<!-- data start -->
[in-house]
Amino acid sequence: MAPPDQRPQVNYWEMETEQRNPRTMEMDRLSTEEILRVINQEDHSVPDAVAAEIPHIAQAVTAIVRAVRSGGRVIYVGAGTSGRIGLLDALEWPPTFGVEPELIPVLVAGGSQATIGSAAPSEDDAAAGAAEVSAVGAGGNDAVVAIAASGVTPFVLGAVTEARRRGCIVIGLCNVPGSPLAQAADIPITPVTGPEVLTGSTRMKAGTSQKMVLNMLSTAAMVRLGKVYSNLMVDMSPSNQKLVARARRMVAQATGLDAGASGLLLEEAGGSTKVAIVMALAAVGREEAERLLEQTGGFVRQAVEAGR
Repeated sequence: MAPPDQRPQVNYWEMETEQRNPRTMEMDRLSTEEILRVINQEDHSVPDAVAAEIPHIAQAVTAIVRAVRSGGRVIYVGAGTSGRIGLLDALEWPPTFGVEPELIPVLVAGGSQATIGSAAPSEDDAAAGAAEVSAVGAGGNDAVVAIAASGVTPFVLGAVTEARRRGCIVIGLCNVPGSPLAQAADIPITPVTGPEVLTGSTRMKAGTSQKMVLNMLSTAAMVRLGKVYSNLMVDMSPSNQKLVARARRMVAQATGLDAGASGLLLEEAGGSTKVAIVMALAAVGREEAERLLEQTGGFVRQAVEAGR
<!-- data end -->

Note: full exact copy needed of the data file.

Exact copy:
[in-house]
Amino acid sequence: MAPPDQRPQVNYWEMETEQRNPRTMEMDRLSTEEILRVINQEDHSVPDAVAAEIPHIAQAVTAIVRAVRSGGRVIYVGAGTSGRIGLLDALEWPPTFGVEPELIPVLVAGGSQATIGSAAPSEDDAAAGAAEVSAVGAGGNDAVVAIAASGVTPFVLGAVTEARRRGCIVIGLCNVPGSPLAQAADIPITPVTGPEVLTGSTRMKAGTSQKMVLNMLSTAAMVRLGKVYSNLMVDMSPSNQKLVARARRMVAQATGLDAGASGLLLEEAGGSTKVAIVMALAAVGREEAERLLEQTGGFVRQAVEAGR
Repeated sequence: MAPPDQRPQVNYWEMETEQRNPRTMEMDRLSTEEILRVINQEDHSVPDAVAAEIPHIAQAVTAIVRAVRSGGRVIYVGAGTSGRIGLLDALEWPPTFGVEPELIPVLVAGGSQATIGSAAPSEDDAAAGAAEVSAVGAGGNDAVVAIAASGVTPFVLGAVTEARRRGCIVIGLCNVPGSPLAQAADIPITPVTGPEVLTGSTRMKAGTSQKMVLNMLSTAAMVRLGKVYSNLMVDMSPSNQKLVARARRMVAQATGLDAGASGLLLEEAGGSTKVAIVMALAAVGREEAERLLEQTGGFVRQAVEAGR